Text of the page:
On June 2nd, 1992, a big forest fire broke out in Sveio. The fire started southeast of Hopsfjellet. In a strong wind the flames spread quickly northward. Houses on the other side of the highway were threatened, but escaped unscathed. The burned area, which is easily visible about a 5 minute's drive south from the tunnel at the triple- junction, was made into a nature reserve in 1998. The intention was to ensure that the re-establishment of plant- and animal life would take place without disturbance.
In this nature preserve you can get some insight into the fight for survival when a big forest fire changes the living conditions for the vegetation. Here it pays to know one's time and place. The first plants to re-colonize are called "pioneer species". They spread effectively under good light conditions and can grow freely without competition from other vegetation. Several moss- and fungi species grow back quite quickly, but they do not thrive and disappear after just a year or two. Many plants will be able to survive a forest fire because roots and rhizomes lie well-protected under the ground. They have to re-establish themselves after a fire, but are not dependent on seeds or spores in order to grow back. Adderspit, bluberry, mountain cranberry and heather are examples of species that survived in the ground many places in Hopsfjellet. Common heather has in addition spread effectively by producing large quantities of seeds, and this was the most common plant in the burned zone after the forest fire.
On rainy Westland, forest fires are much more seldom than for example in the eastern part of the country, because it takes a lot longer here for the ground to become dry enough. If the conditions on rare occasion should be suitable, a forest fire on Westland could be quite intense, because in many places large amounts of humus (dead organic material) have accumulated. In addition, the vegetation often consists of dense mats of heather and juniper, which spread the fire effectively both along the ground and upwards along tree trunks. It is first and foremost pine forests that are susceptible to forest fires, since they are open and are dominated by species that tolerate much dryness, especially heather and moss. But, the thick bark protects the pine tree, and many survive as long as the crown of the tree doesn't catch fire.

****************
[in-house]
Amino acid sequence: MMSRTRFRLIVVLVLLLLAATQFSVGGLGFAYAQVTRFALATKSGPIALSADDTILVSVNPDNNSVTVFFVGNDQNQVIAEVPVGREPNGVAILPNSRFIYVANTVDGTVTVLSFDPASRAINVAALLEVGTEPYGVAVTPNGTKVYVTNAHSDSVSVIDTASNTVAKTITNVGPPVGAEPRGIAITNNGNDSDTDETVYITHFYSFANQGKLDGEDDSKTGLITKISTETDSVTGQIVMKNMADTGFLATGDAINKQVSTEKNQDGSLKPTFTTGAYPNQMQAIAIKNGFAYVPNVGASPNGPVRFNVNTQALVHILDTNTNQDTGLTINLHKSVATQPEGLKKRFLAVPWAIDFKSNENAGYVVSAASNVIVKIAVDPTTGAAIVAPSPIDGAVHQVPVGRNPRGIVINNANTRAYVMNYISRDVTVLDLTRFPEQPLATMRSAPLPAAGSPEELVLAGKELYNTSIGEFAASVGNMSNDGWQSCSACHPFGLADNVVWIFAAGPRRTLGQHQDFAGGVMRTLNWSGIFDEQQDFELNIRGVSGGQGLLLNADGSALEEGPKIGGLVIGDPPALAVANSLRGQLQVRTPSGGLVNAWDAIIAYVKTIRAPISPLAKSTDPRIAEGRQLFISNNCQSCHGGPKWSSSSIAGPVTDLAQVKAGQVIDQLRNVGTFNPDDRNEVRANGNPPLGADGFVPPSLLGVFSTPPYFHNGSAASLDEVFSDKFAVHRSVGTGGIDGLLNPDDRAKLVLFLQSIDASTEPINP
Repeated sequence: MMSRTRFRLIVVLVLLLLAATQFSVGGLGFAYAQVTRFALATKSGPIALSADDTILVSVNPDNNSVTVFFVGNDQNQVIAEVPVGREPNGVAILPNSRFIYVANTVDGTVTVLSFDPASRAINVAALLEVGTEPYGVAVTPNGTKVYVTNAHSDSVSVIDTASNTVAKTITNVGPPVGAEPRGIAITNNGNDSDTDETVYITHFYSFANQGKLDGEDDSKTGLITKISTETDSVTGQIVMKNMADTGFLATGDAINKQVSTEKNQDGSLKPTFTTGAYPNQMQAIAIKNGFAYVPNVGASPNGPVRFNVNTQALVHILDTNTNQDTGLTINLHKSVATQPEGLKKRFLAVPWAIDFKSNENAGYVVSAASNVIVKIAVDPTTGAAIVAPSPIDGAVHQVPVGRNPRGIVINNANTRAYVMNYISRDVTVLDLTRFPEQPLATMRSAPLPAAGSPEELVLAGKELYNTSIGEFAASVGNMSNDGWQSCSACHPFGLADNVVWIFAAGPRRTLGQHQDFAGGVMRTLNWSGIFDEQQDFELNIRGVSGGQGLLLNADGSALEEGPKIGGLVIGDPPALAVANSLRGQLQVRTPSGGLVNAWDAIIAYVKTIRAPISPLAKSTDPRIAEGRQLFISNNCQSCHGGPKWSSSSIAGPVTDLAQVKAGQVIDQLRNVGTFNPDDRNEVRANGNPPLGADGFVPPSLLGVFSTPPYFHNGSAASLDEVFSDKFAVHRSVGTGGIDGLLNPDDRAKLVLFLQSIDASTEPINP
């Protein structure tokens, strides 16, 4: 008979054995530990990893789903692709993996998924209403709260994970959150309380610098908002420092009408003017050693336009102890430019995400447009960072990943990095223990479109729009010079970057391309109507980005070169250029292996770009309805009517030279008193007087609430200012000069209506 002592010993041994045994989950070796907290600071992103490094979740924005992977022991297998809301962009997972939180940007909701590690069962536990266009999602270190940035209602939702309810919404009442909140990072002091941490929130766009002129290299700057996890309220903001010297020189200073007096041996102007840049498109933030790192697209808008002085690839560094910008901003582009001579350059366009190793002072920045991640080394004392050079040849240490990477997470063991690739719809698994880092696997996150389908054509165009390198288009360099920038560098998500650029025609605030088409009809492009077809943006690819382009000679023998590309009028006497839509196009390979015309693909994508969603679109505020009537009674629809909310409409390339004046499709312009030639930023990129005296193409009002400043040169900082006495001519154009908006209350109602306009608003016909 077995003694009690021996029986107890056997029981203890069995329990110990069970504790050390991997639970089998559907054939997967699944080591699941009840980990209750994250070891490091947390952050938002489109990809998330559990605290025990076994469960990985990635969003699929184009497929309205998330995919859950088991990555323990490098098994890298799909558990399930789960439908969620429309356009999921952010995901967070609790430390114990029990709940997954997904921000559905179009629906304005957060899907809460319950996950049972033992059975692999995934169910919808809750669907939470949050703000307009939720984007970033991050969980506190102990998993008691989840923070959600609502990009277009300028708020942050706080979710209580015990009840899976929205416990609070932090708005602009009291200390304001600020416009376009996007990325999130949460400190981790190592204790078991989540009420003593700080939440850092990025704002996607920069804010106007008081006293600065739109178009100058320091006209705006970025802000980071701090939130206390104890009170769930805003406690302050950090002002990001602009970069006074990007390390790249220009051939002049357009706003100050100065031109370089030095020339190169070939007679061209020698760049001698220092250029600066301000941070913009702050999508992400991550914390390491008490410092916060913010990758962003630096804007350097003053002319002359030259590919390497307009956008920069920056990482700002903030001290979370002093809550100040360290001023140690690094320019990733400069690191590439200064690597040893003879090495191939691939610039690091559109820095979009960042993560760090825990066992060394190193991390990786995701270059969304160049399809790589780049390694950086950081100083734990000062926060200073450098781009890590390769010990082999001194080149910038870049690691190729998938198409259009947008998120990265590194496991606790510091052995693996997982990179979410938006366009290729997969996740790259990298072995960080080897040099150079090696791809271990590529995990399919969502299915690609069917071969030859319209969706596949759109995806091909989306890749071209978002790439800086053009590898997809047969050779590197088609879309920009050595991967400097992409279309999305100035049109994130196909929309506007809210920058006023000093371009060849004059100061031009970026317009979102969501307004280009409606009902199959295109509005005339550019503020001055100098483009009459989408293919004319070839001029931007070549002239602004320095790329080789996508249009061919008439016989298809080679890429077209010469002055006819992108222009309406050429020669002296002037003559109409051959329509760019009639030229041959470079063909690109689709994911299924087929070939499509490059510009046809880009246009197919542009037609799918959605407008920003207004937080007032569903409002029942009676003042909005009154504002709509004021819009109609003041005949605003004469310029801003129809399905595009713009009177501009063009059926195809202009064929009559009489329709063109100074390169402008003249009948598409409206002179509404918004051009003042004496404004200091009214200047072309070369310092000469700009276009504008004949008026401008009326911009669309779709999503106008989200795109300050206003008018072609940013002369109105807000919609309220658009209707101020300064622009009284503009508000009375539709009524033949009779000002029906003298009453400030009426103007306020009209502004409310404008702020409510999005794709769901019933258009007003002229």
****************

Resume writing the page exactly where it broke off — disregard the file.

The fire in the pine forest on Hopsfjellet started during a warm, dry period and was quite intense. It didn't burn the same amount everywhere, and some areas remained that were less damaged. 20-30 years after the fire a new forest will grow up from the burned area, mostly pine, but there will also be areas of deciduous forest and birch, willow and some aspen. The absence of juniper is noticeable and will for several decades distinguish the forest on Hopsfjellet from other pine forests. The charred trees will be visible in the landscape for a long time as barkless, greyish-white monuments. Some of the trees will remain standing, while others will lie on the ground and perhaps become covered by fungi and moss.
With a nose for the fire zone
Just as there are fire-specialists among the plants, who colonize first after a forest fire, there are also some animals - especially insects - that are dependent on forest fires in order to survive.
Some beetles seek the fire zone with the help of sense organs that can register infrared radiation! There are several forest fire-specialized insects by Hopsfjellet today. One example is the ground beetle Pterostichus quadrifoveolatus and the trebast beetle. After a time, these must give way for other species.
The changes in the birdlife as time goes on are easier to register. Typical species for an early stage after a forest fire are the yellowhammer, tree pippit and redwing, and woodpeckers have an easy time finding any food that is to be found in the charred tree stumps.
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- Moe, B. 2001. Vegetasjonsutviklingen etter skogbrannen på Hopsfjellet, Sveio kommune i perioden 1992–1999. Fylkesmannen i Hordaland. MVA-rapp.3–2001.
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